A couple years ago, Paul Gilbert was favoring semi-hollow guitars. You could attribute that to him being an at-times weird dude, but turns out that’s not (entirely) why he made the change to those guitars, albeit since reversed. So why did he like semi-hollows?
In a word, tone. That’s what Paul said in a Guitar Player interview – not real sure when it ran (assume June 2009, judging from the link) because GP recycles a lot of its interviews. Below are the interesting tonal-rific portions of the interview. My notes/questions in brackets.
GP: Your sound has cleaned up over the years, with more string detail and less gain, and Get Out of My Yard really illustrates that evolution.
Paul: What I love about distortion is that it increases the sustain and resonance [really?] of your guitar. But if you use too much, you lose the pick attack and your sound is mushy. And the main appeal of fast picking is the percussive, popsicle-stick-in the-spokes, kind of sound.
So to that end, I’ve been using semi-hollow guitars—with my current favorites being a ’79 semi-hollow Ibanez Artist 2630 that I got off of eBay, and a new Ibanez AS103NT—because they sustain and resonate more than a solidbody, which allows me to back off the distortion on the amp without losing the big rock feel.
I plugged those guitars into the amp I’ve been using for 10 years, a Laney GH 100L, for Get Out of My Yard. For effects, I mainly used a lot of MXR Phase 90 and an Electro-Harmonix Electric Mistress for some flanging.
I have no standing to disagree with Paul about anything, but have to wonder why simply turning the amp up – to get that “big rock feel” and sustain – wasn’t an option. Paul does has hearing damage, which is why he wears over-the-ear phones, but the music as a whole is still loud.
Or maybe he needed to change amps – he now uses Marshall Vintage-Moderns, which to my ears (can) sound better/woodier than the Laneys.
Or maybe his hollow-body tonal epiphany was misattributed. After all, his older signature guitars were solid-bodies made of basswood (cough*crap*cough) with DiMarzio PAF Pro pickups.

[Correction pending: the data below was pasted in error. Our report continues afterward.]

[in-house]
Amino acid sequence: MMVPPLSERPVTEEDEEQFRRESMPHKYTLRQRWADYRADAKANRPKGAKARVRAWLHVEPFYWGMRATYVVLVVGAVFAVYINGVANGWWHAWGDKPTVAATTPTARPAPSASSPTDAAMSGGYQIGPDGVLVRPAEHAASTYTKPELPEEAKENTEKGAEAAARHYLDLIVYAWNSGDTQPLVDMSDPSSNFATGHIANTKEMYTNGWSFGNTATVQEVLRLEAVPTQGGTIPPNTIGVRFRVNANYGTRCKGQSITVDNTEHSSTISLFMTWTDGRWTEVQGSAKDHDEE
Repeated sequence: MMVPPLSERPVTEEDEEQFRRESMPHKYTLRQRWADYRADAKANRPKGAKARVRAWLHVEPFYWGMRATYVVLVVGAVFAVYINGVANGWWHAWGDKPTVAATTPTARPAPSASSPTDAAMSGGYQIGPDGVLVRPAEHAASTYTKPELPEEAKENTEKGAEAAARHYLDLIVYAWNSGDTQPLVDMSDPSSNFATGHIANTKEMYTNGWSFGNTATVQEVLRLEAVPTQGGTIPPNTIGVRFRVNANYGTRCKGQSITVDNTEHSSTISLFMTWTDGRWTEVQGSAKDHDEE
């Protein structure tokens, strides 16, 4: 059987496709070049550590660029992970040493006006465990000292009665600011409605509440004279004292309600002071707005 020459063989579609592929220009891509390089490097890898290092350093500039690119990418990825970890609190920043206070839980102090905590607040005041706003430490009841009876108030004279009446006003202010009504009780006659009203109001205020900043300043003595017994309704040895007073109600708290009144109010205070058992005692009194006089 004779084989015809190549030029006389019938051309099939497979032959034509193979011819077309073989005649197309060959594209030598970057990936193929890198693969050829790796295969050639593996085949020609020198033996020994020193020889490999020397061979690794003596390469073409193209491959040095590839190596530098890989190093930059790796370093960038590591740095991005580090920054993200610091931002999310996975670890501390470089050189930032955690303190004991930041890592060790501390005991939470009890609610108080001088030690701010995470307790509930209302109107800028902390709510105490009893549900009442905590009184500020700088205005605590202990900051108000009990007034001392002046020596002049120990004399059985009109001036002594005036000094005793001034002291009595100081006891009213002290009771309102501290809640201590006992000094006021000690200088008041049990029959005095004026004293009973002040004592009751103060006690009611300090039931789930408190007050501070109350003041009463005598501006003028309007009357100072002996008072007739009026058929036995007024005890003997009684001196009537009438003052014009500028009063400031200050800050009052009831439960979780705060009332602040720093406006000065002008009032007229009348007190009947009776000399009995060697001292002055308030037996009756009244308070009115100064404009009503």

I know some of you will disagree with me about basswood and I know EVH made it sound great, but IMO it’s a dead wood. Some of you may also like that pickup, and if so, great. I’ve never tried one, but the following un-woody description of it won’t get me to:
The PAF Pro [Alnico 5 magnet] was created when chops-intensive playing was first starting to happen, and high-gain amps and rack systems were getting popular. A pickup was needed that combined a lot of presence and cut with an open-sounding PAF vibe. The transparency of its sound lets the PAF Pro slice through heavy processing, where darker-sounding pickups get lost in the mud of the effects chain. Low notes have both snap and chunk, and there is a spike in the mid-range that gives the pickup a subtle aw vowel sound, like a wah-wah pedal stopped in the middle. Treble response is tweaked, so high notes stand out without getting brittle.
So call me nuts, but I think that in the older hollow-bodies with vintage pickups Paul discovered woodier, vintage tone (less gain, less modern, though he clearly likes those tones) more than hollow bigness.
Might be more evidence of this in his newest and most-favored signature model, the Ibanez Fireman – which has a korina body, fat (not shreddy) korina/bubinga neck, rosewood fingerboard and DiMarzio’s hum-canceling Area 67 pickups. Sounds a lot more vintage, and that guitar through a Vintage-Modern I’m sure sounds killer in person. It does in this YouTube vid:
A new, more-affordable Fireman?
More: Pick Angle
From the same interview:
GP: How does something like your pick’s angle affect your tone?
Paul: The angle of the pick to the string affects two things: the tone of the actual attack, and how easily the pick slides across the string. See, if your pick is perfectly flush with the strings, and you try to play fast, it doesn’t work very well because the pick gets caught up in the string and you won’t be able to play as accurately. [Unless you’re EVH!]
On the other hand, if you angle your pick 45 degrees or more, the sound becomes much more like a nice staccato cello [interesting…], and the pick slides across the strings much more easily.
The best way to experience this is to slowly alternate pick your open low E string, and listen to the attack as you change the angle of the pick. A great example of this is the middle of the Van Halen song, “Light Up the Sky,” right after the drum solo breakdown. You can hear Eddie’s guitar sound almost exactly like a cello as he lightly picks the low E. It’s beautiful.
But training your ears to know this sound is more important than anything else. Once you know the sound, your fingers can follow.
These vids can’t be embedded but are worth watching: